GraphQL is described as a query language for APIs. It is also considered as an alternative to REST and has been adapted more frequently in the last few years. Do you have a GraphQL endpoint already setup but you are looking forward to gaining some insight on how to gracefully consume this endpoint in a React Native app?
Together, let us build a demo app that leverages an integration between Apollo Client, React Native and Expo.
The main objectives of this tutorial going to cover are:
Learn how to integrate the Apollo Client in a React Native app
Fetch data from a REST Endpoint with Apollo using GraphQL query language
Show a loading indicator when results are being fetched
Display results from the remote API endpoint
Before we get started, make sure you have installed the following on your local development machine.
Access to API Key at NewsAPI.org (it's free)
Do note that, to follow along with this tutorial, you need some basic knowledge of React Native and Expo SDK. You are also required to have Expo Client installed either on a simulator device or a real device.
Throughout this tutorial, I am going to rely on and use the iOS simulator. The demo app we are constructing should work on Android devices as well.
Create a new React Native/Expo app using the following command. Make sure to navigate to the directory once the project has generated.
When generating an Expo app, you are prompted some questions by the cli interface as shown below. Make sure you choose
expo-template-blank. The rest of the questions can have default answers as suggested.
This tutorial assumes that you are using the latest Expo SDK version (
36.x.x and above ).
The next step is to install dependencies that we are going to use to build this app. You will learn about each individual dependency whenever necessary in the rest of the tutorial. Do note that, some of these dependencies are peer dependencies and you might not use them directly. Open a terminal window and install the following.
After the dependencies have installed, open
App.js file from the root of the project in your favorite code editor or IDE. Let us replace some of the default contents with some meaningful UI components such as custom header.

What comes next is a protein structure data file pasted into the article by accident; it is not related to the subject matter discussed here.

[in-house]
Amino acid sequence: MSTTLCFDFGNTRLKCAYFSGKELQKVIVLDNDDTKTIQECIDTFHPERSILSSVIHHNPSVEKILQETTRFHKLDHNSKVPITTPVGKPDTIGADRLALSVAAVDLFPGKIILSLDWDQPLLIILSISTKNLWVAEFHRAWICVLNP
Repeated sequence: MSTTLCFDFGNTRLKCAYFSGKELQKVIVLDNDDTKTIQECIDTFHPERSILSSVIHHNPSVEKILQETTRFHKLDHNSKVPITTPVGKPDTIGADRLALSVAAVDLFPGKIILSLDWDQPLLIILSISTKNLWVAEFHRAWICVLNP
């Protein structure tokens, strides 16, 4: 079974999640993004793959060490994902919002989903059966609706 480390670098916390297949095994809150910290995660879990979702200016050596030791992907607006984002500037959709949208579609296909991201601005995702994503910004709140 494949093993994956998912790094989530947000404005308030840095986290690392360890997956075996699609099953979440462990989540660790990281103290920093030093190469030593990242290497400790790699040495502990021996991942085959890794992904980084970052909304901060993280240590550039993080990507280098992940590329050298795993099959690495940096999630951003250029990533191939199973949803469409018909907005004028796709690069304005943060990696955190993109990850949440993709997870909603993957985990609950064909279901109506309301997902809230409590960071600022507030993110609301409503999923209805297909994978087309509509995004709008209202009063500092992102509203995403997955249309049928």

To make sure everything works, open the terminal window. Execute the command
expo start that triggers the Expo client app to run. Press
i if you are using an iOS simulator or
a if you are using an android emulator.
When the App component renders for the first time, you are going to get the following output:
With the base app running, you are ready to build further. Let us explore a way to configure the Apollo client in our app in this section. Create a new file called
Client.js inside a directory
src/graphql. The configuration part is going to fit inside this file. Import the following statements to begin the configuration process.
Three different packages are being imported in the above code snippet. The
apollo-cache-inmemory are used to integrate GraphQL client in a React or React Native app. Another package required to make it work is called
apollo-link. But in our app, we are going to use a variant called
Why the variant? The reason being is that this package allows the app to use third-party APIs that do not have a GraphQL endpoint. That means, they tend to have a REST endpoint. One real-time API is NewsAPI. This package is going to help us transmit the query to the REST endpoint in a GraphQL query.
Client.js file, start by adding a link from the constructor
RestLink and pass the API key as field inside
headers object. This object represents the value to be sent as headers on a request.
Lastly, add the below configuration with the default cache and
RestLink to complete the configuration of Apollo Client.